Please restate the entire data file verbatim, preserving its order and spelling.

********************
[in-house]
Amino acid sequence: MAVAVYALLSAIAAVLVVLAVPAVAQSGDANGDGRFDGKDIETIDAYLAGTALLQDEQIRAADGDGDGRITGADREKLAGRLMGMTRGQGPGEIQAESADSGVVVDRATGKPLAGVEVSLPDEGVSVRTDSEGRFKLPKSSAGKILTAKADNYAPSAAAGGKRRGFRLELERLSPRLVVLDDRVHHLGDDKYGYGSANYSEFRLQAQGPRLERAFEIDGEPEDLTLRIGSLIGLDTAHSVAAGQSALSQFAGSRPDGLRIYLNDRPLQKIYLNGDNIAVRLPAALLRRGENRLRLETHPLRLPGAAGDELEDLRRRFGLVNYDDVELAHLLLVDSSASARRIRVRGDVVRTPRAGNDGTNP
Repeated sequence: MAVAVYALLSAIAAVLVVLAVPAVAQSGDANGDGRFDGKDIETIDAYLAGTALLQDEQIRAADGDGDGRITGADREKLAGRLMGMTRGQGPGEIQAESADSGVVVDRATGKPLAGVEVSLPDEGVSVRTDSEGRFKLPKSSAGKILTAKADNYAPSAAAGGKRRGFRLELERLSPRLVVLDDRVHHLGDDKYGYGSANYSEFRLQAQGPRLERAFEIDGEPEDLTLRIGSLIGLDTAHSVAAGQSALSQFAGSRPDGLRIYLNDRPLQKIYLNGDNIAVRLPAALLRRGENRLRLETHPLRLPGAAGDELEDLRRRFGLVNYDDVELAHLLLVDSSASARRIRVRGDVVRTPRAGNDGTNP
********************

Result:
[in-house]
Amino acid sequence: MAVAVYALLSAIAAVLVVLAVPAVAQSGDANGDGRFDGKDIETIDAYLAGTALLQDEQIRAADGDGDGRITGADREKLAGRLMGMTRGQGPGEIQAESADSGVVVDRATGKPLAGVEVSLPDEGVSVRTDSEGRFKLPKSSAGKILTAKADNYAPSAAAGGKRRGFRLELERLSPRLVVLDDRVHHLGDDKYGYGSANYSEFRLQAQGPRLERAFEIDGEPEDLTLRIGSLIGLDTAHSVAAGQSALSQFAGSRPDGLRIYLNDRPLQKIYLNGDNIAVRLPAALLRRGENRLRLETHPLRLPGAAGDELEDLRRRFGLVNYDDVELAHLLLVDSSASARRIRVRGDVVRTPRAGNDGTNP
Repeated sequence: MAVAVYALLSAIAAVLVVLAVPAVAQSGDANGDGRFDGKDIETIDAYLAGTALLQDEQIRAADGDGDGRITGADREKLAGRLMGMTRGQGPGEIQAESADSGVVVDRATGKPLAGVEVSLPDEGVSVRTDSEGRFKLPKSSAGKILTAKADNYAPSAAAGGKRRGFRLELERLSPRLVVLDDRVHHLGDDKYGYGSANYSEFRLQAQGPRLERAFEIDGEPEDLTLRIGSLIGLDTAHSVAAGQSALSQFAGSRPDGLRIYLNDRPLQKIYLNGDNIAVRLPAALLRRGENRLRLETHPLRLPGAAGDELEDLRRRFGLVNYDDVELAHLLLVDSSASARRIRVRGDVVRTPRAGNDGTNP